Given the shallow supply of capital in New Zealand, we should have an excess demand for capital in New Zealand. Here is a graph of the estimated demand for capital in both countries. Indeed, the demand for capital is higher in New Zealand, and the curve is relatively steeper.

 Excess demand for capital (excess demand for investments) puts upward pressure on the real interest rate. This is consistent with the observed high level of real interest in New Zealand.

The real interest rate is determined in the market not by the Reserve Banks. Monetary policy plays no role in the productivity debate. However, there is a role for fiscal policy, i.e., taxes. On average, taxes are similar across the Tasman. Thus, the after-tax real returns on factors probably differ not because of the tax rates, but because of differences in the real interest rates and real wages, which are determined in the markets not in Treasuries.

Why does immigration to New Zealand increase when the demand for labor is low or flat, and the supply of labor is high?

From the immigrant’s standpoint, immigrants consider the New Zealand real wage rate when they immigrate. Why do people immigrate to New Zealand if the real wage is lower than Australia? Everything else constant, they should not come to New Zealand. However, immigrants take many more factors into account that could outweigh the low real wage factor when they make their decision such as taste, family connections, etc. It is also possible that they do not have full information and do not know what the real wage rate in New Zealand is. Sooner, they learn that Australia offers a better real wage so they immigrate / relocate again across the Tasman. I do not have statistics on the number of immigrants to New Zealand who re-settled in Australia.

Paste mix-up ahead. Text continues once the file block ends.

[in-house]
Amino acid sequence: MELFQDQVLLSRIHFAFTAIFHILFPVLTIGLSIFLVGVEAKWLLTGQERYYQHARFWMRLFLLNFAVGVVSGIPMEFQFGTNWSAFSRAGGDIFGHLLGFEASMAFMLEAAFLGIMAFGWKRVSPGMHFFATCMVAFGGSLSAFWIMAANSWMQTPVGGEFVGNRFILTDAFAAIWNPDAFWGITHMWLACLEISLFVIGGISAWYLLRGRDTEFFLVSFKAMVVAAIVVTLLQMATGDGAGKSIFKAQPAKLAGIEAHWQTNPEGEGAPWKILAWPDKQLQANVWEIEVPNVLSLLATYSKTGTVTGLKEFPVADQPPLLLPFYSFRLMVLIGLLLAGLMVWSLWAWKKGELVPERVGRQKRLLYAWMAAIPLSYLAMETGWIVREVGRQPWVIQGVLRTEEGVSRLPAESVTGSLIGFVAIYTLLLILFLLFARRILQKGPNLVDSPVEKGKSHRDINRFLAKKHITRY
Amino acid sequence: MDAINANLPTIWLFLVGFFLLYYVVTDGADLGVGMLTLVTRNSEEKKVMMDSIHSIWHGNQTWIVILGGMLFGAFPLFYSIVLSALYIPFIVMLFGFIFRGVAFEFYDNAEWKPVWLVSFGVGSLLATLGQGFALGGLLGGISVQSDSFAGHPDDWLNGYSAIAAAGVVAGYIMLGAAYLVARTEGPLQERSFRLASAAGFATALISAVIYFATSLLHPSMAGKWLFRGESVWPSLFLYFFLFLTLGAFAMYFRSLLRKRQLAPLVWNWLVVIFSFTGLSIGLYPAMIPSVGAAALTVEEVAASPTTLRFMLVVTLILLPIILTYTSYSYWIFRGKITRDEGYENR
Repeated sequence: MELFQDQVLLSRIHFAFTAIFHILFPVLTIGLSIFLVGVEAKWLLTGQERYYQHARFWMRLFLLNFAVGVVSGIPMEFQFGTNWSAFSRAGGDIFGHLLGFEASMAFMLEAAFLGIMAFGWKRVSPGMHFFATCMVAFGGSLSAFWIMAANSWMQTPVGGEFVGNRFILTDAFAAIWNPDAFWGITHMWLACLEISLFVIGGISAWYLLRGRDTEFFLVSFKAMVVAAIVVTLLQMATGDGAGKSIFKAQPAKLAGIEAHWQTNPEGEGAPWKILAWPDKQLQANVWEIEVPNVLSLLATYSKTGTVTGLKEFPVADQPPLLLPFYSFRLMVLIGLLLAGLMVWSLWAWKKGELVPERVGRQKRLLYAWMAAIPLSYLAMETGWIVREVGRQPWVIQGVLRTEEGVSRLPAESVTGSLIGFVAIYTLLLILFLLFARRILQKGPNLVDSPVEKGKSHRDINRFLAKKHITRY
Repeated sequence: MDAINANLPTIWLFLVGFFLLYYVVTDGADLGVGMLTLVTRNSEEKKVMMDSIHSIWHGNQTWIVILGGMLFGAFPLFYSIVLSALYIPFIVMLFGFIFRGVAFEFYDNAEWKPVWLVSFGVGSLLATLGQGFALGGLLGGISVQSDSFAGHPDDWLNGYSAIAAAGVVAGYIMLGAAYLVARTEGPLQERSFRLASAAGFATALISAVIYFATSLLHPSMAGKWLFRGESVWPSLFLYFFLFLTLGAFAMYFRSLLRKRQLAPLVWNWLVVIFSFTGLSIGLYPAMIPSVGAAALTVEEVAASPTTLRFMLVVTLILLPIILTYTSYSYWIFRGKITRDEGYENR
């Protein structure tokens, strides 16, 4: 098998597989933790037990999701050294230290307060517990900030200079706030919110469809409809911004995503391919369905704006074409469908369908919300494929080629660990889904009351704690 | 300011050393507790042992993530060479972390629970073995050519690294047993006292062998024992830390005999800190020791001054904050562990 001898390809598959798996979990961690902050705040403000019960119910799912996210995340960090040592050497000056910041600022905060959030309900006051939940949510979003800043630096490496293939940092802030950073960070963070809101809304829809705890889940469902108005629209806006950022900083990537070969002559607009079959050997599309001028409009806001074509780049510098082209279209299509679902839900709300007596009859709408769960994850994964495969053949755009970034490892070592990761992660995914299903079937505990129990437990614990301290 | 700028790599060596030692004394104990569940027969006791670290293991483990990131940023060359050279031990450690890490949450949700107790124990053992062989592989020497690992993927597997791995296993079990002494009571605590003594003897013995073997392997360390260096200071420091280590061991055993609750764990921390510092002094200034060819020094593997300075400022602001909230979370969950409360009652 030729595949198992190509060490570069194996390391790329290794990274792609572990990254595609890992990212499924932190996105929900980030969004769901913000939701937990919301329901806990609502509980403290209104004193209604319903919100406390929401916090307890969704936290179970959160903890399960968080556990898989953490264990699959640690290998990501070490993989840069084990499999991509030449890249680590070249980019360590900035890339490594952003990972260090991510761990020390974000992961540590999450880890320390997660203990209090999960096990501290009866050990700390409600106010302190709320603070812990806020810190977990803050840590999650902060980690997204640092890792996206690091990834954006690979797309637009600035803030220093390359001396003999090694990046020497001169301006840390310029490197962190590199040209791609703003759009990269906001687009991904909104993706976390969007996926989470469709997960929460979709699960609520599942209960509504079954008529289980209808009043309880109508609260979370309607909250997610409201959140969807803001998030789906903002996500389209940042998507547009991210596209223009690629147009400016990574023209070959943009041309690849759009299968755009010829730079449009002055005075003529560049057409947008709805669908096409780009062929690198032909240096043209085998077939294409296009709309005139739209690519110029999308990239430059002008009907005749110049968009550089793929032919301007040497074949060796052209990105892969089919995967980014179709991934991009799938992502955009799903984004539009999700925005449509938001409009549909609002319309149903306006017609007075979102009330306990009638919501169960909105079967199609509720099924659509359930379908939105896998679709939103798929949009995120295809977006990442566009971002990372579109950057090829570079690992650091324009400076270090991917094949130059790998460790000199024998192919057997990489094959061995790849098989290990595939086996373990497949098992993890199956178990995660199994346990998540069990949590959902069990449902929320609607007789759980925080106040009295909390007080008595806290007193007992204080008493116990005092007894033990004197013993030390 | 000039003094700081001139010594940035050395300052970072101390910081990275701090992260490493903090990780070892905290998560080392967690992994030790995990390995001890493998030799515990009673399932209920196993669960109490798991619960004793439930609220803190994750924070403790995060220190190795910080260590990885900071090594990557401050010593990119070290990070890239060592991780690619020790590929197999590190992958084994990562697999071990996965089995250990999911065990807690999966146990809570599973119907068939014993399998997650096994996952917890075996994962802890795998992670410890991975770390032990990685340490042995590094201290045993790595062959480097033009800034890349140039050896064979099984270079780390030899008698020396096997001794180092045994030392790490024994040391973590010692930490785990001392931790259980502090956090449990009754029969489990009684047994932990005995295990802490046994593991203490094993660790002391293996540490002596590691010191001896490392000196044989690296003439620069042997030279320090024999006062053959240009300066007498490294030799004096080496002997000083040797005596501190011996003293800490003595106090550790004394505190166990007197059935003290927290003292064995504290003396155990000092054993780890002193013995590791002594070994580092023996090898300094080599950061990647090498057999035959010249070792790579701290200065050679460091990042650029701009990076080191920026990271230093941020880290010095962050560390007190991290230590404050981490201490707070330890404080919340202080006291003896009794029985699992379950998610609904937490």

It is more difficult to explain why the New Zealand immigration policy objective is to increase immigration if New Zealand has been substituting away from labor towards capital (albeit less so than Australia). In this case, adding more people cannot increase labor productivity. The data suggest that in order to increase productivity we should focus more on adding more capital not more labor, perhaps increasing savings. 

[1] The average share of labor is the ratio of compensations to employee / nominal GDP ratio over the sample from 1987 to 2015. Assuming a constant return to scale Cobb-Douglas production function implies that the average share of labor is also 1-the share of capital, where the share of capital is measured as the ratio of gross operating surplus / nominal GDP ratio. To compute the MPL and MPK I assume a constant return to scale Cobb-Douglas production function. I take the derivatives with respect to labor, hence the MPL, and with respect to capital, i.e.,MPK. I use the average of the shares over the sample and the observations for GDP, capital stock and working age population to compute the marginal productivity.